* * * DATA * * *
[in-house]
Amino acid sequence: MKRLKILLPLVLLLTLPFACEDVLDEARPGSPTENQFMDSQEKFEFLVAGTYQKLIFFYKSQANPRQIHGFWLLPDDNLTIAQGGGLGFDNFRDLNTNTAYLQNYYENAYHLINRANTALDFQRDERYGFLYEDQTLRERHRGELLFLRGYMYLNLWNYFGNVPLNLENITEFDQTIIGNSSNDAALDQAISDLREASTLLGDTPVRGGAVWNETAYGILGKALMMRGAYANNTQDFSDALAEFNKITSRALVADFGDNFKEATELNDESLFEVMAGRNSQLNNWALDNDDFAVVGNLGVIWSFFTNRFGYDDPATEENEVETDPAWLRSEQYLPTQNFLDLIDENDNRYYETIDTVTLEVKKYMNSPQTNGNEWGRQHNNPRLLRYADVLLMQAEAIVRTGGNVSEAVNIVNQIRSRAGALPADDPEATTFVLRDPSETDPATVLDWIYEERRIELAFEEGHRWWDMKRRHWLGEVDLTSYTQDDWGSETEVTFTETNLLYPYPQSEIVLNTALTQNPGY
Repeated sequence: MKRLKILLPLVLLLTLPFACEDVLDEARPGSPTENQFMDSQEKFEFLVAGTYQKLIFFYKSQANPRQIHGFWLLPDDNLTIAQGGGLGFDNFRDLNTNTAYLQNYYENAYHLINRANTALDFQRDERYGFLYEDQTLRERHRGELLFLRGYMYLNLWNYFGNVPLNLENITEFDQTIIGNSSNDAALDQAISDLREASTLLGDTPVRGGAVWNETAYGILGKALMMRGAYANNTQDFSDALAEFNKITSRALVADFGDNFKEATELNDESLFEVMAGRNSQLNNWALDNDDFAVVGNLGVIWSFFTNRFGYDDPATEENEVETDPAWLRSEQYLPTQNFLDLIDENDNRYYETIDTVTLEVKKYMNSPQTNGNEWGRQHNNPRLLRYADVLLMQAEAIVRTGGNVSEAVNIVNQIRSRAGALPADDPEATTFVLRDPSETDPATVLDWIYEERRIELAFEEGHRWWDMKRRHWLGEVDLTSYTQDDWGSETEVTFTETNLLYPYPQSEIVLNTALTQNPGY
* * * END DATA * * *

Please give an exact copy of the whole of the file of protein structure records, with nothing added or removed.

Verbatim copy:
[in-house]
Amino acid sequence: MKRLKILLPLVLLLTLPFACEDVLDEARPGSPTENQFMDSQEKFEFLVAGTYQKLIFFYKSQANPRQIHGFWLLPDDNLTIAQGGGLGFDNFRDLNTNTAYLQNYYENAYHLINRANTALDFQRDERYGFLYEDQTLRERHRGELLFLRGYMYLNLWNYFGNVPLNLENITEFDQTIIGNSSNDAALDQAISDLREASTLLGDTPVRGGAVWNETAYGILGKALMMRGAYANNTQDFSDALAEFNKITSRALVADFGDNFKEATELNDESLFEVMAGRNSQLNNWALDNDDFAVVGNLGVIWSFFTNRFGYDDPATEENEVETDPAWLRSEQYLPTQNFLDLIDENDNRYYETIDTVTLEVKKYMNSPQTNGNEWGRQHNNPRLLRYADVLLMQAEAIVRTGGNVSEAVNIVNQIRSRAGALPADDPEATTFVLRDPSETDPATVLDWIYEERRIELAFEEGHRWWDMKRRHWLGEVDLTSYTQDDWGSETEVTFTETNLLYPYPQSEIVLNTALTQNPGY
Repeated sequence: MKRLKILLPLVLLLTLPFACEDVLDEARPGSPTENQFMDSQEKFEFLVAGTYQKLIFFYKSQANPRQIHGFWLLPDDNLTIAQGGGLGFDNFRDLNTNTAYLQNYYENAYHLINRANTALDFQRDERYGFLYEDQTLRERHRGELLFLRGYMYLNLWNYFGNVPLNLENITEFDQTIIGNSSNDAALDQAISDLREASTLLGDTPVRGGAVWNETAYGILGKALMMRGAYANNTQDFSDALAEFNKITSRALVADFGDNFKEATELNDESLFEVMAGRNSQLNNWALDNDDFAVVGNLGVIWSFFTNRFGYDDPATEENEVETDPAWLRSEQYLPTQNFLDLIDENDNRYYETIDTVTLEVKKYMNSPQTNGNEWGRQHNNPRLLRYADVLLMQAEAIVRTGGNVSEAVNIVNQIRSRAGALPADDPEATTFVLRDPSETDPATVLDWIYEERRIELAFEEGHRWWDMKRRHWLGEVDLTSYTQDDWGSETEVTFTETNLLYPYPQSEIVLNTALTQNPGY